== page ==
With a mile to go, I climbed my way up on the Bob Kerrey Pedestrian Bridge that divides Nebraska and Iowa from the Iowa side, which, maybe due to chugging water right before, made me feel nauseous; approaching the finish line, I came close to throwing up four or five times, which prompted me to pray to God dearly not to let me vomit in front of all these individuals cheering. Especially considering the consistent hills and my just having come back from a lengthy overseas trip, I was pleasantly surprised with the new mammoth PR of 1:53:05, beating the previous by three minutes and fifty seconds and enough for 54th place out of 248 runners. I wonder how I would have performed on a less difficult course, whether I would have run faster or I deal with hills efficiently. Thank You, Jesus!

Wow

Recovered surprisingly quickly from the 50K in Wichita, Kansas, two weeks ago, I registered for a 10K at the Beat the Heat, where I set a half-marathon personal record (PR) last year, taking place in Bellevue, Nebraska, on August 11, 2018. Having already run one 50K, four half marathons, and one 10K this year, I initially planned to give my body well-deserved rest for a while, but my upcoming three-week business trip to Korea that will likely prevent me from running regularly and this event’s providing an additional medal for returning runners motivated me to squeeze in one more race prior to flying to my native country. I for a moment debated running another 13.1, but I did not want to overwhelm my body and potentially cause an overuse injury, which has occurred in the past. I had in mind to attempt to break my PR of 00:51:44.82 from a couple of years ago, but that performance amazed me and I was uncertain if I could replicate that.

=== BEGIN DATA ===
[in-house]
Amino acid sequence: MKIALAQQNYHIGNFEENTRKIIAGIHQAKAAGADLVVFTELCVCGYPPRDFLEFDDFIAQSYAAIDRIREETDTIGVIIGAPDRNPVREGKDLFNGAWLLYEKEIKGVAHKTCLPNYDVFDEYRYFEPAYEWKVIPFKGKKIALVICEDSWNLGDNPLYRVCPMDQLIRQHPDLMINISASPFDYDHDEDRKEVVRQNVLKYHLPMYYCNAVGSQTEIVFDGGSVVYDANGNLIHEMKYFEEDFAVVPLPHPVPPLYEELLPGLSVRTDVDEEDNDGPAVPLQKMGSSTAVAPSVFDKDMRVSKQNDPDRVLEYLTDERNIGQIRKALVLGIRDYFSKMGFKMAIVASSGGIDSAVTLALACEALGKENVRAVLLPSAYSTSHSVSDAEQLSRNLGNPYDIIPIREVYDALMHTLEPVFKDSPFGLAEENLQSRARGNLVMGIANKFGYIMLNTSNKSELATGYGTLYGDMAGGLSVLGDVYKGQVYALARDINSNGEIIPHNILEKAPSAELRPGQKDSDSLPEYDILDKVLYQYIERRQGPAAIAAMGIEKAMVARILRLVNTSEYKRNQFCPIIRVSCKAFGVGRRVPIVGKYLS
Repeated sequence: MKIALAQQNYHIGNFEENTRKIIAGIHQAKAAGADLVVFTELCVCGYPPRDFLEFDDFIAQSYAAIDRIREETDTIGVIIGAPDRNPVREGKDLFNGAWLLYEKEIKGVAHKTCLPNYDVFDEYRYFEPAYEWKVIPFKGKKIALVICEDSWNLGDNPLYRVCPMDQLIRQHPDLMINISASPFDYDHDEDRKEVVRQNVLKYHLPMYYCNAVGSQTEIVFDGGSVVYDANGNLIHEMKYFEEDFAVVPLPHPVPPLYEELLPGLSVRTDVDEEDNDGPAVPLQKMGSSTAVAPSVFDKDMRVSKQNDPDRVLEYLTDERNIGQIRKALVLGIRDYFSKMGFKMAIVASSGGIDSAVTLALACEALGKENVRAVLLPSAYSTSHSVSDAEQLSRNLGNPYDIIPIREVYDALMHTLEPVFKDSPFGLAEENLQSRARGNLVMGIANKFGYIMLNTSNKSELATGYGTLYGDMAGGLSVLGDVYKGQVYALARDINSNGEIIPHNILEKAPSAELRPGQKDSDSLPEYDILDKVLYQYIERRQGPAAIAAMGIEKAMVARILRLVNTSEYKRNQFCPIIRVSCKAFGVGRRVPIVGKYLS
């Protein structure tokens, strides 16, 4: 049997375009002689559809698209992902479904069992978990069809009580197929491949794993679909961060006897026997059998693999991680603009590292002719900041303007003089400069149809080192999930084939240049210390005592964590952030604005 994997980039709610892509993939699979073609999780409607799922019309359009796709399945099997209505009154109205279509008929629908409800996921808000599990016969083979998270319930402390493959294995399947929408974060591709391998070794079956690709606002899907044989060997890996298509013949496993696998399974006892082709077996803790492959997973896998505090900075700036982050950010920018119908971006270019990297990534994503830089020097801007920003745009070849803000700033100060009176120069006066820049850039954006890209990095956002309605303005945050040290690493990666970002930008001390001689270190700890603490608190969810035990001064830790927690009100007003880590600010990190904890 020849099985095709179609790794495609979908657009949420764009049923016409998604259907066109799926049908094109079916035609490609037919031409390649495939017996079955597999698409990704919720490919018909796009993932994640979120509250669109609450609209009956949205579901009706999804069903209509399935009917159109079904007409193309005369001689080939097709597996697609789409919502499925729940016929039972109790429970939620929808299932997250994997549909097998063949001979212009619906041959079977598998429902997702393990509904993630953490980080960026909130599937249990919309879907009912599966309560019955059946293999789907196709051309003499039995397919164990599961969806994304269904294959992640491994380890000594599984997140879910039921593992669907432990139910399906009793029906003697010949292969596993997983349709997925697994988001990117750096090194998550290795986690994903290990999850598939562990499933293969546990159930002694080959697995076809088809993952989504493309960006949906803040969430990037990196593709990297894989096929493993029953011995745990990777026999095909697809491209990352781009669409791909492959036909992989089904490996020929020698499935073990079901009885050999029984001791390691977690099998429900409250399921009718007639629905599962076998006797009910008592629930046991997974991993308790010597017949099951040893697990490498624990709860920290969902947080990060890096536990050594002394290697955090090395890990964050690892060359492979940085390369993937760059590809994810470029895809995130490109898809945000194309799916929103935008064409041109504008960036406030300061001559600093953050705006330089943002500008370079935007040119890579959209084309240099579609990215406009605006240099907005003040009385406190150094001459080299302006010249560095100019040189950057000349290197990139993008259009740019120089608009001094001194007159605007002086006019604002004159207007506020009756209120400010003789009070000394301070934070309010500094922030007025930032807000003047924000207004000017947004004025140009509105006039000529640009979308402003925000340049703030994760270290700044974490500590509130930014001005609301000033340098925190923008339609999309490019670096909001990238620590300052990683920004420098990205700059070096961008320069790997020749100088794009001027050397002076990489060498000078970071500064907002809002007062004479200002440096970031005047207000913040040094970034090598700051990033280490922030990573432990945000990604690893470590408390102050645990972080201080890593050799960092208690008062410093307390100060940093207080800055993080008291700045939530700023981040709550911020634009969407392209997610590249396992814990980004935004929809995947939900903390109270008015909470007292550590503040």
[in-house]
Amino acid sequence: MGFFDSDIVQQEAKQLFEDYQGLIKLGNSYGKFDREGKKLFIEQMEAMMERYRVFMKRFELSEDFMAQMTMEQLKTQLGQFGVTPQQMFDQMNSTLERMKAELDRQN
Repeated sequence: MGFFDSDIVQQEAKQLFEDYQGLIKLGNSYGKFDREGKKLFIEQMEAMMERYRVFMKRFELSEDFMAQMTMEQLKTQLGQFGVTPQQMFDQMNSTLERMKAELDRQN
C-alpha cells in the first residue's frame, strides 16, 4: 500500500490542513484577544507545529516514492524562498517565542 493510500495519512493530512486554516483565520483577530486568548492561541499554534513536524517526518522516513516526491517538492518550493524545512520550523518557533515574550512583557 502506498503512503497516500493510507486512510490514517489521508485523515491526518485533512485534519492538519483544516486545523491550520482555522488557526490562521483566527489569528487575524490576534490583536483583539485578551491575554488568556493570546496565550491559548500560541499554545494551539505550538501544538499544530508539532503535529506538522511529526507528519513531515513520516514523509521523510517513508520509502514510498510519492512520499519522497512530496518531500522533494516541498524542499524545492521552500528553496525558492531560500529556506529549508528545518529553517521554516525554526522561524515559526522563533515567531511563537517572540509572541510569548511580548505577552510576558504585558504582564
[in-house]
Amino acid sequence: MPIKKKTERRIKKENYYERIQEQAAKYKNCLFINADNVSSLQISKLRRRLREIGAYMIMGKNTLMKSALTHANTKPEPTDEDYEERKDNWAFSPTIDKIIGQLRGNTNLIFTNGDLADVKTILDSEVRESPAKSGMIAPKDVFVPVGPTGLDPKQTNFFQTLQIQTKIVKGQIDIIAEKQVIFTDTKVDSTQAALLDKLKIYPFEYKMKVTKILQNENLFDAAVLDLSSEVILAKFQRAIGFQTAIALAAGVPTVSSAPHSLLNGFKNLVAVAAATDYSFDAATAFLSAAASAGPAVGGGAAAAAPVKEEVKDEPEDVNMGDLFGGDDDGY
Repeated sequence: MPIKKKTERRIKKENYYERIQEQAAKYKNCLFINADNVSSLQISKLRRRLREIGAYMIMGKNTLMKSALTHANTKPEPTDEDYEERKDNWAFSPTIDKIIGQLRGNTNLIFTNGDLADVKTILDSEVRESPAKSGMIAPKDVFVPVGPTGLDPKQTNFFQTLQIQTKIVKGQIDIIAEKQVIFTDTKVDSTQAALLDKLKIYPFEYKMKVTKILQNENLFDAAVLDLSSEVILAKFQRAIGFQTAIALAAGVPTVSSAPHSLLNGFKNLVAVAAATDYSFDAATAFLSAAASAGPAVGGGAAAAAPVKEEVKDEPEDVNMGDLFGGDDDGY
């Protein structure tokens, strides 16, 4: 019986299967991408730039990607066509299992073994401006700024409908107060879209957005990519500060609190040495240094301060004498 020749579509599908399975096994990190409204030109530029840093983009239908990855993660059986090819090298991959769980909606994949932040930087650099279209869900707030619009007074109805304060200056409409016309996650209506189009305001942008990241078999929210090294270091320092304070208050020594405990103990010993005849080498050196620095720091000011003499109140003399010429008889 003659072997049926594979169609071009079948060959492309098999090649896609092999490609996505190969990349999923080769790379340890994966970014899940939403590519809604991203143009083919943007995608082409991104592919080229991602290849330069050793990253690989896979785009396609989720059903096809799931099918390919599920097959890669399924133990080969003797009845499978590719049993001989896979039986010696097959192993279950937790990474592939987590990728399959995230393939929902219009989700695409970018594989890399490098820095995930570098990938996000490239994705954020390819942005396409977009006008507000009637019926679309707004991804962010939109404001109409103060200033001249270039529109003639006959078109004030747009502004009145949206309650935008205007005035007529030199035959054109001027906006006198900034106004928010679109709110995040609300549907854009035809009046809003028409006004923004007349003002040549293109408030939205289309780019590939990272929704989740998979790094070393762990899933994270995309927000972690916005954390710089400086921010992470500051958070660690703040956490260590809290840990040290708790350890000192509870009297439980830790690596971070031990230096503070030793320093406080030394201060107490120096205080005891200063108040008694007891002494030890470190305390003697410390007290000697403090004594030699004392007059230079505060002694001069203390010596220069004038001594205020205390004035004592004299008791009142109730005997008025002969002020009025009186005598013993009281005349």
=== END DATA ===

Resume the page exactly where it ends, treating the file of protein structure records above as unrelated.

After my three consecutive races in horrific conditions, the weather finally cooperated for this second annual Beat the Heat. The course remained entirely flat, and I knew from the first mile based on how my body felt this would be a successful run. Rather than slowing down, I for the most part consistently gradually increased my speed, resulting in a negative split the second half. I did not worry about struggling in the last section carrying this unprecedented pace, understanding I would be done soon regardless; in an ultramarathon, this mentality obviously does not work as easily. I went from thinking of simply beating my PR to running a sub-fifty-minute to finishing at a sub-8-minute-mile pace, the last of which I thought to be possible with 2.5 miles to go. When the finish line came into sight, I could not contain my excitement and screamed, “Yes!” and celebrated reading the time and sprinting to the end.